Bid for tougher penalties on bars
THE chairman of the Commission for Youth, Mr Eric Li Ka-cheung, is to ask the Judiciary to impose tougher penalties on bars and restaurants caught operating without a licence and serving alcohol to minors.
The decision to ask for stiffer punishment followed a meeting between the chairman and representatives from the departments of Health and Welfare, Security, Education and Manpower, and Recreation and Culture, as well as the City and New Territories Administration.
The meeting was called to address growing concern over the problem of abuse of alcohol by young people.
''I am going to write to the Judiciary asking them to consider more appropriate sentences,'' said Mr Li.
But the meeting fell short of agreeing to call for a change in legislation to make it illegal for shops to sell alcohol to minors.
''There are not a lot of cases prosecuted and the courts are not handing out jail sentences. Sentencing is not reflecting the rising public concern,'' said Mr Li.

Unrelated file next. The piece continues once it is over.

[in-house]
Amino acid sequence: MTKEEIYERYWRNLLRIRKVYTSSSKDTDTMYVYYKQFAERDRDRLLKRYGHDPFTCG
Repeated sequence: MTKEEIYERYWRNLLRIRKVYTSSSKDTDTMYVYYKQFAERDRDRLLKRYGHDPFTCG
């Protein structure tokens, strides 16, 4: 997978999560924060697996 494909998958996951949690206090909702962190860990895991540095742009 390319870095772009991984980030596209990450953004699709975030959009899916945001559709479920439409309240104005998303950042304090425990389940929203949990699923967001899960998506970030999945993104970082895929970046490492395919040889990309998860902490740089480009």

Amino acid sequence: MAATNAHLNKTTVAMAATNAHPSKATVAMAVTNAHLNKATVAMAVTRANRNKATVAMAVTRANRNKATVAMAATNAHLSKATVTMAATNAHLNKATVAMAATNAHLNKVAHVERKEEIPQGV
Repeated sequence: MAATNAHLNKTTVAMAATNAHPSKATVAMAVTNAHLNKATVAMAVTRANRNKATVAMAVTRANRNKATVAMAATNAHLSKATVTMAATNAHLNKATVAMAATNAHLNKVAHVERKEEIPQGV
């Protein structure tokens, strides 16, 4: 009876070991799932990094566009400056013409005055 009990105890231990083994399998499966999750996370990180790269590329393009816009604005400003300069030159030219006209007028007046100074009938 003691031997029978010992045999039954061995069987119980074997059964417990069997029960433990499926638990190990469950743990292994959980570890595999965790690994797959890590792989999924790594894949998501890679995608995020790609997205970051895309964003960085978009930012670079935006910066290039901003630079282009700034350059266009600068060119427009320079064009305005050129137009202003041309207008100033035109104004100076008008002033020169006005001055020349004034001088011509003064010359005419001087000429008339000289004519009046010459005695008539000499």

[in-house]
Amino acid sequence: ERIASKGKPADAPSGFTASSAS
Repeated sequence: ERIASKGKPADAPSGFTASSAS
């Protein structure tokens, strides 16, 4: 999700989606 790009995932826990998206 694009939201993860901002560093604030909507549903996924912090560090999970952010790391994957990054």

He suggested that the Urban and Regional councils be approached about helping to enforce existing legislation.
''We are not closing the door on the review of legislation, but before we have a clear picture of the extent of the problem, we are not suggesting major changes.'' Mr Li said the lack of comprehensive data on the problem was an area the panel agreed demanded attention. A draft copy of a survey completed last month by the commission stated that ''very little research has been done to allow any accurate estimate of the extent to which young people in Hongkong abuse alcohol''.
Mr Li said: ''No one is co-ordinating the work and no one is taking over to look at the issue.'' The tragedy of suicide among young people was also addressed by the panel, which came up with three main recommendations.
A detailed survey of young people was again put at the top of the agenda, followed by the need for a hotline dedicated to dealing with young people contemplating suicide.
Thirdly, it was suggested that a forum be held to ask the advice of the media and the public on how to tackle the issue.